(iii) The Respondent registered and is using the disputed domain name in bad faith. The disputed domain name was registered solely for the purposes of offering for sale and selling counterfeit Karen Millen branded products at aggressively low prices. Some of the Complainant’s costumers have already been confused into thinking that the website to which the disputed domain name points is owned and operated by the Complainant.
The Respondent did not reply to the Complainant’s contentions.
6. Discussion and Findings
Paragraph 4(a) of the Policy provides that in order to be entitled to a transfer of the disputed domain name, the Complainant shall prove the following three elements:
(i) The disputed domain name is identical or confusingly similar to a trademark or service mark in which the Complainant has rights;
(ii) The Respondent has no rights or legitimate interests in respect of the disputed domain name; and
(iii) The disputed domain name has been registered and is being used in bad faith.
A. Identical or Confusingly Similar
The Panel has no doubt that “Karen Millen” is a term directly connected with the Complainant’s activities in the clothing retail business.
Annex 3 to the Complaint shows registrations of KAREN MILLEN trademarks in several countries since at least 1999.
The trademark KAREN MILLEN is wholly encompassed within the disputed domain name.
The addition of the expression “ireland-sales” does not prevent the disputed domain name from being confusingly similar to the Complainant’s trademark. Internet users could be confused into thinking that the disputed domain name was associated with the Complainant, and in particular with the business of the Complainant in Ireland.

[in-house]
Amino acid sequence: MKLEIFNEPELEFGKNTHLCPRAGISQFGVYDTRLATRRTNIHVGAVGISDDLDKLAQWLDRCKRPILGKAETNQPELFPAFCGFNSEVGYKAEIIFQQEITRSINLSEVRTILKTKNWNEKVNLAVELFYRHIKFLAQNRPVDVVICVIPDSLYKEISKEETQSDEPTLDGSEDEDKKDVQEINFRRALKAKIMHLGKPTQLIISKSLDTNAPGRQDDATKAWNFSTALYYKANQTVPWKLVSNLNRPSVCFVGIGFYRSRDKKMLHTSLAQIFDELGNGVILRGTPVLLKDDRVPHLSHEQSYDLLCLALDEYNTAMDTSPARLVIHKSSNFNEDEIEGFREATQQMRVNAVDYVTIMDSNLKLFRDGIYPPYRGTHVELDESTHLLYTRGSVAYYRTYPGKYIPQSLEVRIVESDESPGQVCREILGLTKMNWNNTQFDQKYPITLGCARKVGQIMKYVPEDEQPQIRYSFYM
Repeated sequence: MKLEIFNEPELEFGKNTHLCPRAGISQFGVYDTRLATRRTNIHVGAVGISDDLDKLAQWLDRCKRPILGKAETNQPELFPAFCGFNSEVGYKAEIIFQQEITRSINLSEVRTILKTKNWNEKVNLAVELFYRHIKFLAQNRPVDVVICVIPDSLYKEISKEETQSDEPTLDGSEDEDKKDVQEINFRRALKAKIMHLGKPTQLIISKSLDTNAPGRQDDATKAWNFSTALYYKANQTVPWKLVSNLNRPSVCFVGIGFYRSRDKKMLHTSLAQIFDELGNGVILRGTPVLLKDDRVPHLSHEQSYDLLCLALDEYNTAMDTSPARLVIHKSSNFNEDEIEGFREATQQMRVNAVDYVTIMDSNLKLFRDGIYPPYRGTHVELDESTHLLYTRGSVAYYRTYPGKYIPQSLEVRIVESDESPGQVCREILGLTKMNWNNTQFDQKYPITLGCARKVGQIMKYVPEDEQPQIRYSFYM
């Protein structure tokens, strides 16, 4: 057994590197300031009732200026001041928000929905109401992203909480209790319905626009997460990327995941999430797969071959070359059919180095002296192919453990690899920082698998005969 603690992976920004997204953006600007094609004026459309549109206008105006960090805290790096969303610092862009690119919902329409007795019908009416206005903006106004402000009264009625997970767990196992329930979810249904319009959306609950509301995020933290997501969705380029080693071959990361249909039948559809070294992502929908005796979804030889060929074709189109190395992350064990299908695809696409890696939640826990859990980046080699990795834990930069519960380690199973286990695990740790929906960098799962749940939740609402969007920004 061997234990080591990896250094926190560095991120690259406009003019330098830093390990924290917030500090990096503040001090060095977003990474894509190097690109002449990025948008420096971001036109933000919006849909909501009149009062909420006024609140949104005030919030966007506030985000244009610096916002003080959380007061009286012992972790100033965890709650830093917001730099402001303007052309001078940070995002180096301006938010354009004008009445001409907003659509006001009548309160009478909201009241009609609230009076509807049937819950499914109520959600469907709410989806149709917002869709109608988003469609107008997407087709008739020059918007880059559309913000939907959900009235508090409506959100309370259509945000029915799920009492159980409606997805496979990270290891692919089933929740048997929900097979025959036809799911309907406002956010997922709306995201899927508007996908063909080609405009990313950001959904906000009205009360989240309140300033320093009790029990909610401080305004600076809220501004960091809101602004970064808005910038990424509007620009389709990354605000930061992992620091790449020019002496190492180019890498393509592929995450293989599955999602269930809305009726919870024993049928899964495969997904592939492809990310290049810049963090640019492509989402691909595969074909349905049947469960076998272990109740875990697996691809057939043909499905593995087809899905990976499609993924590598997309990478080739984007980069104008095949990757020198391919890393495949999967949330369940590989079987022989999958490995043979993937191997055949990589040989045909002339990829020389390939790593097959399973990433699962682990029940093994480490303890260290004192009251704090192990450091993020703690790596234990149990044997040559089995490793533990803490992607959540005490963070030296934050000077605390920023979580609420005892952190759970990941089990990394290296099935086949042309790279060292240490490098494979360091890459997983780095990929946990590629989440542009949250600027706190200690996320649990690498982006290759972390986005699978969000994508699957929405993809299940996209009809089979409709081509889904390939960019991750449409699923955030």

Previous UDRP decisions have demonstrated that geographical additions do not alter the underlying meaning of a domain name, so as to avoid confusing similarity. This has been held in many UDRP cases (see e.g. Inter-IKEA Systems B.V. v. Evezon Co. Ltd., WIPO Case No. D2000-0437; The British Broadcasting Corporation v. Jaime Renteria, WIPO Case No. D2000-0050; Volvo Trademark Holding AB v. SC-RAD Inc., WIPO Case No. D2003-0601; Wal-Mart Stores, Inc. v. Lars Stork, WIPO Case No. D2000-0628; America Online, Inc. v. Dolphin@Heart, WIPO Case No. D2000-0713; AltaVista Company v. S.M.A., Inc., WIPO Case No. D2000-0927).
Furthermore, the addition of a generic top-level domain extension such as “.com” is irrelevant when determining whether a domain name is confusingly similar to a registered trademark..
As a result, the Panel finds the disputed domain name to be confusingly similar to the Complainant’s trademark, and that the Complainant has satisfied the first element of the Policy.
B. Rights or Legitimate Interests
Paragraph 4(c) of the Policy provides some examples without limitation of how a respondent can demonstrate a right or legitimate interest in a domain name:
(i) Before receiving any notice of the dispute, the respondent used or made demonstrable preparations to use the domain name in connection with a bona fide offering of goods or services; or
(ii) The respondent has been commonly known by the domain name; or
(iii) The respondent is making a legitimate noncommercial or fair use of the domain name without intent for commercial gain to misleadingly divert consumers or to tarnish the trademark at issue.
Based on the Respondent’s default and on the prima facie evidence in the Complaint, the Panel finds that the above circumstances are not present in this particular case and that the Respondent has no rights or legitimate interests in the disputed domain name.